Back HIV Treatment

HIV Treatment

Gilead Requests FDA Approval of Tenofovir Alafenamide Single-Tablet Regimen

Gilead Sciences has requested U.S. Food and Drug Administration approval of a 1-pill-once-daily coformulation containing tenofovir alafenamide (TAF) -- a new formulation that is easier on the kidneys and bones -- plus emtricitabine and Jansen's NNRTI rilpivirine (Edurant), the company announced this week.

alt

Read more:

New British Guidelines Recommend Treatment for Everyone with HIV

Everyone with HIV who is prepared to take antiretroviral treatment should receive it, regardless of CD4 cell count, new draft British HIV Association (BHIVA) treatment guidelines recommend. The new draft guidelines, published for consultation this week, say that anyone living with HIV who understands the commitment of antiretroviral therapy and is ready to start should receive treatment. The change -- from a recommendation to start treatment before the CD4 cell count falls below 350 cells/mm3 to treatment for all -- follows the results of the START trial, a keenly awaited international study of when to start treatment.

alt

Read more:

First START Results Show Early HIV Treatments Reduces Risk of Illness and Death

Long-awaited interim findings from the START trial have shown that people with HIV who were randomly assigned to start antiretroviral therapy (ART) while their CD4 count was above 500 cells/mm3 had a 53% lower risk of AIDS-related and non-AIDS illnesses and deaths compared to those who waited until their count fell below 350 cells/mm3, according to an announcement today from the National Institute of Allergy and Infectious Diseases.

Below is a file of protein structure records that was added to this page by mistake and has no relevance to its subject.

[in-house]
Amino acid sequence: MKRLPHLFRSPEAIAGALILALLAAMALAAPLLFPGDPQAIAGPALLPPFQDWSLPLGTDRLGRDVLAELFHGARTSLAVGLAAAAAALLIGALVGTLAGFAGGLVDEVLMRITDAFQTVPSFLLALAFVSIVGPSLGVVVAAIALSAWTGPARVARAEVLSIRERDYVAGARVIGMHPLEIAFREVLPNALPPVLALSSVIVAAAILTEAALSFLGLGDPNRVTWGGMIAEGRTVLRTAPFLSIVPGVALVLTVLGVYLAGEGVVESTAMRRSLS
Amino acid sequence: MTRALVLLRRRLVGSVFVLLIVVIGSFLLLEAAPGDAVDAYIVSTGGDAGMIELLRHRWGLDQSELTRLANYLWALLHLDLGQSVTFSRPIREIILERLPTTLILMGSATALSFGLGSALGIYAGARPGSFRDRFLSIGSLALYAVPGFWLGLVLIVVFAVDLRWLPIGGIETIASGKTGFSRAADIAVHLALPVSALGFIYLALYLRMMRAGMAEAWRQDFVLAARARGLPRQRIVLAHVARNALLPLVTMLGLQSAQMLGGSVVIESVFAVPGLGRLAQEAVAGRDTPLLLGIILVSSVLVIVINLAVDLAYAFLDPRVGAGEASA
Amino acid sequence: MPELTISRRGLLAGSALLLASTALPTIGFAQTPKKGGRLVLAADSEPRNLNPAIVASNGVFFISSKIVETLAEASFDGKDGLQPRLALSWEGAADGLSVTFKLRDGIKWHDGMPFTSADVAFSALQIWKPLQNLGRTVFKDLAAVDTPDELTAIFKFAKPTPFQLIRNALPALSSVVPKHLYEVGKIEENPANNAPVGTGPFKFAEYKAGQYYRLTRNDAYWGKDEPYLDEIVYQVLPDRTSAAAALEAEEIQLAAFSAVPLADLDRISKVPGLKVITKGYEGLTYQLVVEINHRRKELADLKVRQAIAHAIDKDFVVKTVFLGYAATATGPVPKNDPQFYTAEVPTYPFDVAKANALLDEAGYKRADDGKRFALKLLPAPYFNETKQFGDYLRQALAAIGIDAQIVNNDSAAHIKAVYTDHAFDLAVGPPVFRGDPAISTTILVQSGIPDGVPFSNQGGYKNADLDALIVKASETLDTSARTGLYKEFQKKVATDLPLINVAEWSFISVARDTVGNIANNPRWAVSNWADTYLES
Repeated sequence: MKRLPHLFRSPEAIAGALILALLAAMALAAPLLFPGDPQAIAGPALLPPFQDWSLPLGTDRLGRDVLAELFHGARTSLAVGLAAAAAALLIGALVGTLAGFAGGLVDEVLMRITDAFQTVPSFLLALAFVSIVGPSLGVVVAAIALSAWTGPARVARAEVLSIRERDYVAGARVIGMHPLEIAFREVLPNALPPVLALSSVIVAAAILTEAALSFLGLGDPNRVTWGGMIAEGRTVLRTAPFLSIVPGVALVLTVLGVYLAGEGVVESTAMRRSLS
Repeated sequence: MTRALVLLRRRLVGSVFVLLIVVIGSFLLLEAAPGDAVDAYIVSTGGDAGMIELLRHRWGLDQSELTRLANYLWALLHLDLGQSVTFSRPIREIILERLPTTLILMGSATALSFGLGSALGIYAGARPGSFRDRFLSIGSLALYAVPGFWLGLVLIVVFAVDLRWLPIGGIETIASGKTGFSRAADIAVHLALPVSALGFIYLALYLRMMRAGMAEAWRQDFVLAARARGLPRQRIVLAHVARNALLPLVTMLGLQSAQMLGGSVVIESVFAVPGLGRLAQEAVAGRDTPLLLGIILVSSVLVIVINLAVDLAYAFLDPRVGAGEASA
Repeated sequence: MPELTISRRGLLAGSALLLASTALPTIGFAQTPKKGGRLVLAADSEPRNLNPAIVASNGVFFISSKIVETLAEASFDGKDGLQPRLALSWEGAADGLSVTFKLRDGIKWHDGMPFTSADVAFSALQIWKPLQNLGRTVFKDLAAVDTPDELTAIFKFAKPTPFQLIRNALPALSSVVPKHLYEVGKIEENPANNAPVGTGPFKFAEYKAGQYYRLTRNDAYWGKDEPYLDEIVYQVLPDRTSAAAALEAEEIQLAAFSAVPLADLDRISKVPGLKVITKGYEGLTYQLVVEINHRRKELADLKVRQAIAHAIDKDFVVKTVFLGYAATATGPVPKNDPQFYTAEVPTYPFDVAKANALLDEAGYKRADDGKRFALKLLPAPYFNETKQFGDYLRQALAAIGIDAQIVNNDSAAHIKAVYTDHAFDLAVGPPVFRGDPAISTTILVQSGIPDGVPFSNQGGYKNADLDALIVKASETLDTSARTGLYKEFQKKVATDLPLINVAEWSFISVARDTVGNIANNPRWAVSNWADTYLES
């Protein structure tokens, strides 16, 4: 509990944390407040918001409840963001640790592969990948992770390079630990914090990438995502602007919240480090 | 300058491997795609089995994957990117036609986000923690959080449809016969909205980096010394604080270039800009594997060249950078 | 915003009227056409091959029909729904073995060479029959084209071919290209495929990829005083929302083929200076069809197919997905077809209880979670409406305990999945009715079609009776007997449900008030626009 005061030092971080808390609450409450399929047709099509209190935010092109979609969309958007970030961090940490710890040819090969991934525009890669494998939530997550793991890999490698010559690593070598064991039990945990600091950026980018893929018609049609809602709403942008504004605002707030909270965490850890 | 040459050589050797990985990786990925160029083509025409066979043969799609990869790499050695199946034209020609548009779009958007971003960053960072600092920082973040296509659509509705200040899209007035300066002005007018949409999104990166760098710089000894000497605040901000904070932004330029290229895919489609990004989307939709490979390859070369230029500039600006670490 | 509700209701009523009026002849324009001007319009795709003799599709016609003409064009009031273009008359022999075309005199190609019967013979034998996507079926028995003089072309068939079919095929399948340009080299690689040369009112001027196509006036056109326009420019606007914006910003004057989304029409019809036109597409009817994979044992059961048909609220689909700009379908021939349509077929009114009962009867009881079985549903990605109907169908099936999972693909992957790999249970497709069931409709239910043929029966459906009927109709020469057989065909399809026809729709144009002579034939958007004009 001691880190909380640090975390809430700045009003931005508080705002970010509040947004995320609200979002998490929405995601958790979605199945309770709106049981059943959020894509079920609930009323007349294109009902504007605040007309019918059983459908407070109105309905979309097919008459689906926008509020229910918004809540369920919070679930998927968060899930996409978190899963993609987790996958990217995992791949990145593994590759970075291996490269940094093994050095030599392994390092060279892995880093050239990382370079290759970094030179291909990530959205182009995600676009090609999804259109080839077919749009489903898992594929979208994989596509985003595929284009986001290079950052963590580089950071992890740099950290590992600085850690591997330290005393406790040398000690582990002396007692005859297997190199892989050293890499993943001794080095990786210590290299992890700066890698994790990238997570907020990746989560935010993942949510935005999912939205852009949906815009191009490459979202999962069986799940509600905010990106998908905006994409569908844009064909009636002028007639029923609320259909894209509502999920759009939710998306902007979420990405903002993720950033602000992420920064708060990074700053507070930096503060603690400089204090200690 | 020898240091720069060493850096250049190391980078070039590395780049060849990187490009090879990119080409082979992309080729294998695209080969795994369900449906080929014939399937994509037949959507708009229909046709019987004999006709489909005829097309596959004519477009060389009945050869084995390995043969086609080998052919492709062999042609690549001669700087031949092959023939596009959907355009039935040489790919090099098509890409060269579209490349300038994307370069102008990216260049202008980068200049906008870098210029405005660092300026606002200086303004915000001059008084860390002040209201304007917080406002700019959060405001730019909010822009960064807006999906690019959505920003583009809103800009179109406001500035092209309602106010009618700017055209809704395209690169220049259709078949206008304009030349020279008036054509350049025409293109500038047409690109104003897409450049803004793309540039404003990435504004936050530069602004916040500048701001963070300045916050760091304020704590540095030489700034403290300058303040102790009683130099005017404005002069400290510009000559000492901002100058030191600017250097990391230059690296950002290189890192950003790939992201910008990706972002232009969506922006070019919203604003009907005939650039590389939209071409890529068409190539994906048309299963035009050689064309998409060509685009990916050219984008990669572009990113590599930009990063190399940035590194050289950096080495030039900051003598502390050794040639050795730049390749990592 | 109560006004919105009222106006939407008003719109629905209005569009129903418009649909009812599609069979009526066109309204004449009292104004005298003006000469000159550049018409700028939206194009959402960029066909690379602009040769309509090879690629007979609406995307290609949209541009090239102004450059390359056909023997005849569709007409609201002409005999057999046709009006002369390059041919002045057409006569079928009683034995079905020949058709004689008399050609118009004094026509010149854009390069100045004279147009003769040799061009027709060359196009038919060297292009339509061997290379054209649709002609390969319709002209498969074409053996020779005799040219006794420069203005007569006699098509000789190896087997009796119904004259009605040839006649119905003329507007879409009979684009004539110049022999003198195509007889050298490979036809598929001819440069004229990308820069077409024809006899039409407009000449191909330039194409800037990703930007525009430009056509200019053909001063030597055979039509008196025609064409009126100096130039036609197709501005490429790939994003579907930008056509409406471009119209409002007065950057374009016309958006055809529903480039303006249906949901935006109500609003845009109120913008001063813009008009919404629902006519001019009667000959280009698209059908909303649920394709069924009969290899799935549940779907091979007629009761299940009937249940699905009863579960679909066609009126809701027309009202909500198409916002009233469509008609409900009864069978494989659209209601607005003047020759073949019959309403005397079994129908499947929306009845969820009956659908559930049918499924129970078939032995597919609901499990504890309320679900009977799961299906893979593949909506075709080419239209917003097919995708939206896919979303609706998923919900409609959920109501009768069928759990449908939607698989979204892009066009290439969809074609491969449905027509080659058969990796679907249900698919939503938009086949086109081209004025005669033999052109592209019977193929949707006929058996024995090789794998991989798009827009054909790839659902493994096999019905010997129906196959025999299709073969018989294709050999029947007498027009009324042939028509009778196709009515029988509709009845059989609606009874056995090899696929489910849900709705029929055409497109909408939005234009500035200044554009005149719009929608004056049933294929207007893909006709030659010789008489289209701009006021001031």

alt

Read more:

START Study Confirms Benefits of Early HIV Treatment

Long-awaited results from the START study show that people with HIV who start antiretroviral therapy (ART) soon after diagnosis, while their CD4 T-cell count is still high, have a lower risk of illness and death than those who wait, according to a May 27 announcement from the National Institute of Allergy and Infectious Diseases.

alt

Read more:

BHIVA 2015: Many People with HIV Willing to Take Part in Cure Research Despite its Risks

There is a strong interest among people living with HIV in research towards an HIV cure, with many potential participants willing to consider antiretroviral treatment interruption. Respondents to a survey presented at the British HIV Association (BHIVA) conference this week in Brighton generally understood that they would be unlikely to benefit personally from cure research. Priorities for a cure were to eliminate health problems and the risk of HIV transmission, rather than necessarily testing HIV-negative.

alt

Read more: